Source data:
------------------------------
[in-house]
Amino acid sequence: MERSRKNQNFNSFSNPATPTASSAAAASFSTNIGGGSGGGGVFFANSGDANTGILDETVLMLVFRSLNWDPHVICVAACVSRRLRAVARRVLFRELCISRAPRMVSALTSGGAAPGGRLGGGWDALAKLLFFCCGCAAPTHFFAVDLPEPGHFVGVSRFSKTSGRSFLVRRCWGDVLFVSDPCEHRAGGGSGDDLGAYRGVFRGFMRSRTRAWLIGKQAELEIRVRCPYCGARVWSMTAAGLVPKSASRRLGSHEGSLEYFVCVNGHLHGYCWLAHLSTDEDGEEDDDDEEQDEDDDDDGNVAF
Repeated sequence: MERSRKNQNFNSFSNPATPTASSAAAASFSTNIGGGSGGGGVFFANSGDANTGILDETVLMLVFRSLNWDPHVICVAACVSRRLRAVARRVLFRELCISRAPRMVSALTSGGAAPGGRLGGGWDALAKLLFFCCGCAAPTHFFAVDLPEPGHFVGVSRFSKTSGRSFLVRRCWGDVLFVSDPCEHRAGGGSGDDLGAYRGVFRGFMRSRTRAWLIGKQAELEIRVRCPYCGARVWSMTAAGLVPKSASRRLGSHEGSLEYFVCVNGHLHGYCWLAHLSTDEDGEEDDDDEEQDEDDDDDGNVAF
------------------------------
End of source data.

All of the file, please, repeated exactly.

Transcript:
[in-house]
Amino acid sequence: MERSRKNQNFNSFSNPATPTASSAAAASFSTNIGGGSGGGGVFFANSGDANTGILDETVLMLVFRSLNWDPHVICVAACVSRRLRAVARRVLFRELCISRAPRMVSALTSGGAAPGGRLGGGWDALAKLLFFCCGCAAPTHFFAVDLPEPGHFVGVSRFSKTSGRSFLVRRCWGDVLFVSDPCEHRAGGGSGDDLGAYRGVFRGFMRSRTRAWLIGKQAELEIRVRCPYCGARVWSMTAAGLVPKSASRRLGSHEGSLEYFVCVNGHLHGYCWLAHLSTDEDGEEDDDDEEQDEDDDDDGNVAF
Repeated sequence: MERSRKNQNFNSFSNPATPTASSAAAASFSTNIGGGSGGGGVFFANSGDANTGILDETVLMLVFRSLNWDPHVICVAACVSRRLRAVARRVLFRELCISRAPRMVSALTSGGAAPGGRLGGGWDALAKLLFFCCGCAAPTHFFAVDLPEPGHFVGVSRFSKTSGRSFLVRRCWGDVLFVSDPCEHRAGGGSGDDLGAYRGVFRGFMRSRTRAWLIGKQAELEIRVRCPYCGARVWSMTAAGLVPKSASRRLGSHEGSLEYFVCVNGHLHGYCWLAHLSTDEDGEEDDDDEEQDEDDDDDGNVAF